▪ 1995       French geographer (b. Oct. 10, 1915, Kharkov, Ukraine, Russian Empire—d. Feb. 28, 1994, Oxford, England), introduced the concept and term megalopolis ...
Gottschalk
/got"shawk/, n. Louis Moreau /maw roh", moh-/, 1829-69, U.S. pianist and composer. * * *
Gottschalk Of Orbais
▪ Roman Catholic theologian Gottschalk also spelled  Gottescalc, Godescalc, or Godescalchus   born c. 803, Saxony [Germany] died c. 868, Hautvillers, near Reims, ...
Gottschalk, Louis Moreau
born May 8, 1829, New Orleans, La., U.S. died Dec. 18, 1869, Rio de Janeiro, Braz. U.S. composer and pianist. He was exposed early to the music of New Orleans's Caribbean and ...
Gottschalk,Louis Moreau
Gott·schalk (gŏchʹôk', gŏtʹshôk'), Louis Moreau. 1829-1869. American composer and pianist whose compositions, such as The Dying Poet (1864), often incorporate ...
Gottsched, Johann Christoph
▪ German literary critic born Feb. 2, 1700, Judithenkirch, near Königsberg, Prussia [now Kaliningrad, Russia] died Dec. 12, 1766, Leipzig, Saxony ...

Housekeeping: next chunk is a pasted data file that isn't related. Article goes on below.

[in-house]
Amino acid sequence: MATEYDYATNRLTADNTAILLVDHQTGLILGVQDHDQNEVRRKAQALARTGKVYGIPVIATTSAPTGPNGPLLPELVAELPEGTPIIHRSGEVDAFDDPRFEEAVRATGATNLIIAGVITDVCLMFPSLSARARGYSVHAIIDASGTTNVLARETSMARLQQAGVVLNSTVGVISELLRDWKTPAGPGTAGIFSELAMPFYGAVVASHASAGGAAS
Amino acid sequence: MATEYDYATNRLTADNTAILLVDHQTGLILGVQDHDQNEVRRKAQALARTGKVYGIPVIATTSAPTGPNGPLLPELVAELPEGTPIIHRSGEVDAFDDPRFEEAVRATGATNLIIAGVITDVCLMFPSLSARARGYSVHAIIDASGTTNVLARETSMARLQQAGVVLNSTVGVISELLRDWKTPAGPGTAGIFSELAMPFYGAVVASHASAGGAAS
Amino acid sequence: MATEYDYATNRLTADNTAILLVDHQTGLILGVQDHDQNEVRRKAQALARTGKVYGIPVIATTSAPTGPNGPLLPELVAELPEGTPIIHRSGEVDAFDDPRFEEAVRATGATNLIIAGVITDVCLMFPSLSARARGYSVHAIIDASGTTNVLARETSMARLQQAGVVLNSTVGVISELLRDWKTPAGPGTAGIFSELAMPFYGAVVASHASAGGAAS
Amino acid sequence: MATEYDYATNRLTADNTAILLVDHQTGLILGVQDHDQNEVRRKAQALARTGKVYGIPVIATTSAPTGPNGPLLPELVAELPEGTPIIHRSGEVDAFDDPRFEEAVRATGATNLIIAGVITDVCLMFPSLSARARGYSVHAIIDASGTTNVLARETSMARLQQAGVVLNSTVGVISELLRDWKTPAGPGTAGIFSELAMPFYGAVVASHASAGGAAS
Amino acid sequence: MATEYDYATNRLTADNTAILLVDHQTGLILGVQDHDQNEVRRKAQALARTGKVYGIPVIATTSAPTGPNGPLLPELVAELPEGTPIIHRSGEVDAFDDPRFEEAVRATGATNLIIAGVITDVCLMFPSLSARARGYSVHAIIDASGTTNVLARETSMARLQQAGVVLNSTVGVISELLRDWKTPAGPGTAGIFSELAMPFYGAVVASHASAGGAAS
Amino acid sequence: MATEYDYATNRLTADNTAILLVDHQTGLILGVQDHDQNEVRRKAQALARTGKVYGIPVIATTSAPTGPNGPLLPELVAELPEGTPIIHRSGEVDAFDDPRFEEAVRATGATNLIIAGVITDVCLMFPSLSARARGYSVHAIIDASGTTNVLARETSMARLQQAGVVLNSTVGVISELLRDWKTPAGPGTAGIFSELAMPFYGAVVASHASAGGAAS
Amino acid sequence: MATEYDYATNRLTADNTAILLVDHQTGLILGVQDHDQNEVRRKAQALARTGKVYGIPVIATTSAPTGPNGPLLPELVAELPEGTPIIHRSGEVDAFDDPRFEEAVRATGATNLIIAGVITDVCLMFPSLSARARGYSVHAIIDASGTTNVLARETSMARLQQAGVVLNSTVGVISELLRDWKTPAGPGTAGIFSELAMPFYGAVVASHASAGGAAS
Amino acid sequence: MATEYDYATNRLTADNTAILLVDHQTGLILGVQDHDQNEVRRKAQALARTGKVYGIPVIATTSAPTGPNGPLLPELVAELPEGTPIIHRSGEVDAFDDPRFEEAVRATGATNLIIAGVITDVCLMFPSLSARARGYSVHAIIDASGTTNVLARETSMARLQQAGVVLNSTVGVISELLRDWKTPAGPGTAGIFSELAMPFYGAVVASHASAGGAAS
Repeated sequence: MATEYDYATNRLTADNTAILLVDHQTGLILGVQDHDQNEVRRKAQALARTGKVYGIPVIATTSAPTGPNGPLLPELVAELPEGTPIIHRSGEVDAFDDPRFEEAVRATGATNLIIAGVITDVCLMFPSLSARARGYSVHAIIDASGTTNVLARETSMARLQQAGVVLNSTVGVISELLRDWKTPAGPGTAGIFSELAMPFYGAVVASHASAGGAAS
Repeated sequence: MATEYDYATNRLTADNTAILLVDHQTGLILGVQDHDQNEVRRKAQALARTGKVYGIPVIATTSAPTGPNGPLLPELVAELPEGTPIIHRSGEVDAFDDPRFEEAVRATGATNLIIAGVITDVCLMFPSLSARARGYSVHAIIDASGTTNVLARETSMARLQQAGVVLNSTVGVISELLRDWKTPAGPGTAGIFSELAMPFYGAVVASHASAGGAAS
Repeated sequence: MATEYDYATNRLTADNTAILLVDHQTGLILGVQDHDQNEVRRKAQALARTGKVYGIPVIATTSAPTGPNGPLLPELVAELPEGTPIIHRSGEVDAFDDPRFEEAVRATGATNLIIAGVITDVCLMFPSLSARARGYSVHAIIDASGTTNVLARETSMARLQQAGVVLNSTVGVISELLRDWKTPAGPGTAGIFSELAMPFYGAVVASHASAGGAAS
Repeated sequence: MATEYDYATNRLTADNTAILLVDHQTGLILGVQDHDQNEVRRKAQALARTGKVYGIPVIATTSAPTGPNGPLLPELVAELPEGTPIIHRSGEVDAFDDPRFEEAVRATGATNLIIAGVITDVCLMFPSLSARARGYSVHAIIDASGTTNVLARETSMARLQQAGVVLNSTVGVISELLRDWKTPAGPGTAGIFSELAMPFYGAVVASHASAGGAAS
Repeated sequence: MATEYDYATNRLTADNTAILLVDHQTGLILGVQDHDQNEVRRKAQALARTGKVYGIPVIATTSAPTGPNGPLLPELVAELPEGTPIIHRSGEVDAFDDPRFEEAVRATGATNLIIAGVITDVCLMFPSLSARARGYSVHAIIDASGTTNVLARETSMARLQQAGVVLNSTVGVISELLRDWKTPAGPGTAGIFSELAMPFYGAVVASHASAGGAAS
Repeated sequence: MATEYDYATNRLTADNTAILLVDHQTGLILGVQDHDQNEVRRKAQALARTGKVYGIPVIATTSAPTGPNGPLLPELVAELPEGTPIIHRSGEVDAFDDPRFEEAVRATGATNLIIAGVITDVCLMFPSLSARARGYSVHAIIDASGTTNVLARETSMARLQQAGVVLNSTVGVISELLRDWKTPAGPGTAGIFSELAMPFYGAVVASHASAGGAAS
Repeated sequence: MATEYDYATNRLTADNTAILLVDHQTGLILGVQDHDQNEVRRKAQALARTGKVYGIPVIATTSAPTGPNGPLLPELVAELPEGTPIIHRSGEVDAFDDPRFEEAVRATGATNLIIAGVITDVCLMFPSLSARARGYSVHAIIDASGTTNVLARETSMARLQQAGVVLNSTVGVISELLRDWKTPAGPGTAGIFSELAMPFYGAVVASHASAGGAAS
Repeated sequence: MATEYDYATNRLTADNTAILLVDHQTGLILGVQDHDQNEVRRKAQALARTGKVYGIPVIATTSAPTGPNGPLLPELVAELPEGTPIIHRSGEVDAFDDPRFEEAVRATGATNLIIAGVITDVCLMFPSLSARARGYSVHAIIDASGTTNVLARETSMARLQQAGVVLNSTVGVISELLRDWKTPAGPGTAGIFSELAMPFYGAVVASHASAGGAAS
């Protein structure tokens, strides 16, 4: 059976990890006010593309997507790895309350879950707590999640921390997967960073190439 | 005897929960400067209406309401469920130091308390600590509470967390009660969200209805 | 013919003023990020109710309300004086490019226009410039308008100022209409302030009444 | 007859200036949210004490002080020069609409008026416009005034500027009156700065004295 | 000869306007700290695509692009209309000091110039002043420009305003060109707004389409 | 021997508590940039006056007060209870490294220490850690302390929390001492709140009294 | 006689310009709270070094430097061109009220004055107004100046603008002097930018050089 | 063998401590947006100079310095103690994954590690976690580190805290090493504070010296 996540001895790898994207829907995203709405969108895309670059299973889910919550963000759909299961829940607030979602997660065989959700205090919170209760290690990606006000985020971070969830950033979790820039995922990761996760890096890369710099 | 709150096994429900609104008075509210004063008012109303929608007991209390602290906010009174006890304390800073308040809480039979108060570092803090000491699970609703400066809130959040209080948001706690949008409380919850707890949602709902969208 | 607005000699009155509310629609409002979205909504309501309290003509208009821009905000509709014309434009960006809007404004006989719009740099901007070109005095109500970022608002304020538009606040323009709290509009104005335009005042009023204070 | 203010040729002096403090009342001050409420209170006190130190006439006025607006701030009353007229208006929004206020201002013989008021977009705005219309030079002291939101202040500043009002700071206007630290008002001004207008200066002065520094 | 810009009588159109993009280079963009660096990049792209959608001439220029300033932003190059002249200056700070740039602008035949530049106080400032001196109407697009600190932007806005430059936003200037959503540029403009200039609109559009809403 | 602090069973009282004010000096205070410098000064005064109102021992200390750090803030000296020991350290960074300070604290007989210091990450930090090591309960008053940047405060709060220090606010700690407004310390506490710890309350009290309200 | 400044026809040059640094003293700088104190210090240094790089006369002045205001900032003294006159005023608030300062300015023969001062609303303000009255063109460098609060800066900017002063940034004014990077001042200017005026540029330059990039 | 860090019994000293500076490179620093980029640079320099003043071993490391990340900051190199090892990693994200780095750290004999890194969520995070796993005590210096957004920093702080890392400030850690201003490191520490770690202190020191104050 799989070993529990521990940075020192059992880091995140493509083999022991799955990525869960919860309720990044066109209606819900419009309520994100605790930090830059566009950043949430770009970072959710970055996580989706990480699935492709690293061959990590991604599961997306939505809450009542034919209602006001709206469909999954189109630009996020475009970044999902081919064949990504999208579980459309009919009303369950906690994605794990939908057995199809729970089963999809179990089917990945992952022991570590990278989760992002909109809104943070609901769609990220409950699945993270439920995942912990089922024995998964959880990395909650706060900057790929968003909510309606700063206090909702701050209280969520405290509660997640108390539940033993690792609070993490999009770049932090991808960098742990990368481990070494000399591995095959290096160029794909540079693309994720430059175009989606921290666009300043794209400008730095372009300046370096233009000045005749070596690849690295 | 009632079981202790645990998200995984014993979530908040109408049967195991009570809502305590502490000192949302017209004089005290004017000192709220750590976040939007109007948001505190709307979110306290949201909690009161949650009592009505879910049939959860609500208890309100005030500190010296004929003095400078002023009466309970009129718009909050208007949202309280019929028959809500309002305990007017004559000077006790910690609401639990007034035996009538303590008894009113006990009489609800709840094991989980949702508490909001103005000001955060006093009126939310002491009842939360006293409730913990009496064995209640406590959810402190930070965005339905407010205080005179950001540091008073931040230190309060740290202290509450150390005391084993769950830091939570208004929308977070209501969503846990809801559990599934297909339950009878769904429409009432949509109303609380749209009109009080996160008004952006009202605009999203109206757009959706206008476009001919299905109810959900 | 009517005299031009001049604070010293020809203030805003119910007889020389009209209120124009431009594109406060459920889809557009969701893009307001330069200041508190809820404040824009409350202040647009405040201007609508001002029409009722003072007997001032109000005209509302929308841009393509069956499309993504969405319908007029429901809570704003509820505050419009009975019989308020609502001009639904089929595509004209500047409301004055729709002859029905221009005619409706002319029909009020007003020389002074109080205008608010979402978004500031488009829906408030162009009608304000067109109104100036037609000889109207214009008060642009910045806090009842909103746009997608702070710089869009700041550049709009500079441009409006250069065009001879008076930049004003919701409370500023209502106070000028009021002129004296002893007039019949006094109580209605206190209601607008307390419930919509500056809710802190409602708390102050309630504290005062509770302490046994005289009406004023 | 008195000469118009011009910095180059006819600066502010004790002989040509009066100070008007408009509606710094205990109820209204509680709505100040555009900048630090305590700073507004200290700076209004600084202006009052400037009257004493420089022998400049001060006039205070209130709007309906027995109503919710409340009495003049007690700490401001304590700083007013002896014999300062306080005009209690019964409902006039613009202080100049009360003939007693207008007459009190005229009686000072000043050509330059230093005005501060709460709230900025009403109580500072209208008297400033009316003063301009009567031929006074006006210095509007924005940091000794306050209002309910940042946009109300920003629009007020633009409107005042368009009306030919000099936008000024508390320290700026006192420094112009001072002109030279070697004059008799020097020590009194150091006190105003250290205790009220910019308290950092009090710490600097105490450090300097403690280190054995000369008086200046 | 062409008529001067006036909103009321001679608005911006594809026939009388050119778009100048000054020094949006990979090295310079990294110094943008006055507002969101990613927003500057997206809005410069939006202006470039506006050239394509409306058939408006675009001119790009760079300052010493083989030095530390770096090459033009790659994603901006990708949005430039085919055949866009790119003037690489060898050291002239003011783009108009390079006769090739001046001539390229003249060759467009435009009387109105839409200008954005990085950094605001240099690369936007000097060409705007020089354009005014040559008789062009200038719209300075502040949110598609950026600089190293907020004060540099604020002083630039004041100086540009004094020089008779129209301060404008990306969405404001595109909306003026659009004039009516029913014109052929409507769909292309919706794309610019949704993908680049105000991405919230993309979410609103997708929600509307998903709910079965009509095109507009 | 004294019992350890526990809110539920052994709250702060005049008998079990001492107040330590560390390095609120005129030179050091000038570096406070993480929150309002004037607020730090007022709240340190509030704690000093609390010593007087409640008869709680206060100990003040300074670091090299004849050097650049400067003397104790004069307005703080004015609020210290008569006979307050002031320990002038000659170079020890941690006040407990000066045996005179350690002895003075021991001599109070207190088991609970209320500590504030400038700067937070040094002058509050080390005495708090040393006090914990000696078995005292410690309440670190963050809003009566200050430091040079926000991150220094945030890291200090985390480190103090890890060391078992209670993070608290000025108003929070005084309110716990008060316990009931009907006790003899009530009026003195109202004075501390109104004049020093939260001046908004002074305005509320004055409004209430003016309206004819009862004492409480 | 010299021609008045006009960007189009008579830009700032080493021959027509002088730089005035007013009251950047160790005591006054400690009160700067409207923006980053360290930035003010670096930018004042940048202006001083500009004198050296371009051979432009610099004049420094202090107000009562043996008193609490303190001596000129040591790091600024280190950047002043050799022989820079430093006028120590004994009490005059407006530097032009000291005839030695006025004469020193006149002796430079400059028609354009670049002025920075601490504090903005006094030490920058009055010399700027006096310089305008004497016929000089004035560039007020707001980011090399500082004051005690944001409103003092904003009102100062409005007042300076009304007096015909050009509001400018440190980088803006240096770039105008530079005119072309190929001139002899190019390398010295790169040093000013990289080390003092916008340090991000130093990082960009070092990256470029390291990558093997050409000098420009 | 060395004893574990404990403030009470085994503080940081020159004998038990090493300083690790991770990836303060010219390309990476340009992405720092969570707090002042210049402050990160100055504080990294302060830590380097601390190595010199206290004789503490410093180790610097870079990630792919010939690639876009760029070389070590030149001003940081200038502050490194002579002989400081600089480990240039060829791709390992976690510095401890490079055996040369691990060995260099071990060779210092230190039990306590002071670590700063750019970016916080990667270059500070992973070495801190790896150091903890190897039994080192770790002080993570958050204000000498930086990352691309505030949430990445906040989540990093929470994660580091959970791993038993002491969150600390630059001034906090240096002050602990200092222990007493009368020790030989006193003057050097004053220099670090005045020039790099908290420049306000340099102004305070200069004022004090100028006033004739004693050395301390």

gottuvadyam
▪ lute       long-necked stringed instrument of the lute family. The gottuvadyam is a staple instrument of the Carnatic music tradition of India. It is similar to the ...
Gottwald
/gawt"vahlt/, n. Klement /kle"ment/, 1896-1953, Czech Communist leader: prime minister 1946-48; president 1948-53. * * *
Gottwald, Klement
born Nov. 23, 1896, Dedice, Moravia, Austria-Hungary died March 14, 1953, Prague, Czech. Czechoslovak communist politician and journalist. A charter member of Czechoslovakia's ...